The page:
Police Fined Britons Paying Respects at Terror Attack Memorial

Julie Hambleton, whose sister Maxine died in the 1974 Birmingham pub bombings, gathers with other relatives of the victims of the attacks in the grounds of Birmingham Cathedral in Birmingham, central England, on February 25, 2019, before attending the opening day of the inquest. - Long-awaited inquests into the deaths …
PAUL ELLIS/AFP via Getty Images

An English police force fined six people for taking part in a memorial to the 21 Britons killed in the 1974 IRA terror attack in Birmingham.

The JUSTICE4the21 campaign took part in a convoy on November 21st, 2020, for the 46th anniversary of the Birmingham Pub Bombings to remember the IRA terror attacks at The Mulberry Bush and The Tavern In The Town bars which claimed 21 lives and resulted in the injury of over 200 others. Hundreds of people took part in the convoy, which organisers said would abide by social distancing rules.

A spokesman for the law firm representing J4the21 said in a statement, reported by BirminghamLive on Thursday, that after the Convoy of Remembrance terminated outside of the West Midlands Police Headquarters, Lloyd House, some people began to gather. One of the campaigners, Julie Hambleton, “went to the small gathering who were wearing masks and distancing appropriately, to assist in the immediate dispersal and to thank them for taking time out of their busy lives to support the act of remembering”.

As a result, police issued Ms Hambilton and five others “six penalty notices on the basis that the convoy and the meeting breached the Health Protection (Coronavirus Restrictions) (England) Regulations 2020,” the statement continued, adding: “Failure to pay the penalty could lead to prosecution.”

The spokesman also said that J4the21 had even worked with the police force on planning the event to minimise disruption to traffic and ensure people abided by coronavirus laws.

Ms Hambleton, whose 18-year-old sister Maxine died in the attacks, has said that she will not pay the £200 fine.

The campaigner said: “My summons talks about ‘without having a reasonable excuse,’ implying I have done something wrong by remembering my sister who was blown up in the biggest unsolved mass murder in criminal history.

“It says I must pay a £200 fixed penalty notice which is reduced to £100 if I pay in 14 days.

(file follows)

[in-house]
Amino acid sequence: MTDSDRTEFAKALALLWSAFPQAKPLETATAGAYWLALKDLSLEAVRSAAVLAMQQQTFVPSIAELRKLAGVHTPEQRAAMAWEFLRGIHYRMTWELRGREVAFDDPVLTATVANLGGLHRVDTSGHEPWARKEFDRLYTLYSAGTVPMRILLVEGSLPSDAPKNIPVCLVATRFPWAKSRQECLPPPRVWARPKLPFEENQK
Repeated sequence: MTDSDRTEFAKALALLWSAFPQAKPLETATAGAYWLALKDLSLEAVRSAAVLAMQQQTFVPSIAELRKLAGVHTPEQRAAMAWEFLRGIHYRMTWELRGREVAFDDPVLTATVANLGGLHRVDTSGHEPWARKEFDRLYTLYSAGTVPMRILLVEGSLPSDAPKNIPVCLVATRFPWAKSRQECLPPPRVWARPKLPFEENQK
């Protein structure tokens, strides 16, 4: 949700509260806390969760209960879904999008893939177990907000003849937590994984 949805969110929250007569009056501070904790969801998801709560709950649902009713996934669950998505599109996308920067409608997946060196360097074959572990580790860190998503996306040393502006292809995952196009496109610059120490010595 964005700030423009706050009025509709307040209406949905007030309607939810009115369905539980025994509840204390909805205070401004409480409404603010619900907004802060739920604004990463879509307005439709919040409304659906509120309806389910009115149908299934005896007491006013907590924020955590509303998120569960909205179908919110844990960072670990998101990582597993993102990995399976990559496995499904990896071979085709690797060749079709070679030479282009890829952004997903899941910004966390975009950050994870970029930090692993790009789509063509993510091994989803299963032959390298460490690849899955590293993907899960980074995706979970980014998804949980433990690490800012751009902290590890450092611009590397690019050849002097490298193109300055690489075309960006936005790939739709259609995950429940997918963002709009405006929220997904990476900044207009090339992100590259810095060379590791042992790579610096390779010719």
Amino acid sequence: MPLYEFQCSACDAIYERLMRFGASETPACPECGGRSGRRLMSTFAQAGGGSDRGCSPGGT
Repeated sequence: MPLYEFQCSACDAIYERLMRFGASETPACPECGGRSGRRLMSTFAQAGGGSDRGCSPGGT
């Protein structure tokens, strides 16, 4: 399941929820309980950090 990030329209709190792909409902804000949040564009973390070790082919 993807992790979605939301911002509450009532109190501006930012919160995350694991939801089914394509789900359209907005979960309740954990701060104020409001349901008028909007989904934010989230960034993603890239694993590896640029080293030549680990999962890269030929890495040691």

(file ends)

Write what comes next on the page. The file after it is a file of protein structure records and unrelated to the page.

“But I haven’t done anything wrong and to pay up would be to imply I accept guilt and that I have done something wrong to the memory of my loved one.”

The force has said that it will refuse to revoke the fines.

Temporary Assistant Chief Constable Chris Todd claimed that the fines were “proportionate and necessary in these circumstances” and the incident would be progressed as usual through the “standard criminal justice proceedings”.

Several British police forces have been criticised for their zeal in fining citizens for alleged breaches of lockdown since the laws came into effect in March 2020.

In another incident this week, two women who wanted to go for a walk in the countryside found themselves surrounded by police and issued with £200 fines.

Derbyshire Police claimed that the women driving a mere five miles to a nature reserve to get some gentle exercise was “not in the spirit of lockdown” because they are only allowed to be out in the “local area”, according to a BBC report. The broadcaster contacted the Home Office, Cabinet Office, National Police Chief’s Council, and the College of Policing, and none could give a definitive answer of what “local” means.

The women were also told that the hot drinks they were carrying to keep themselves warm on their chilly winter walk were not allowed because they constituted a “picnic”.

Jessica Allen described pulling up to park at Foremark Reservoir and seeing “a police van, a police car” and “loads of police”. She first assumed that there had been a murder, but “the next thing, my car is surrounded. I got out of my car thinking ‘There’s no way they’re coming to speak to us’. Straight away they start questioning us.

“One of them started reading my rights and I was looking at my friend thinking ‘This must be a joke’.

“I said we had come in separate cars, even parked two spaces away and even brought our own drinks with us. He said ‘You can’t do that as it’s classed as a picnic’.”

Derbyshire Police is the same force that last year dumped black ink in a lagoon in a beauty spot to deter swimmers and stalked dog walkers with drones.

Speaking at the time, former Supreme Court Justice Jonathan Sumption, QC, condemned Derbyshire police, likening the actions to a “police state”.


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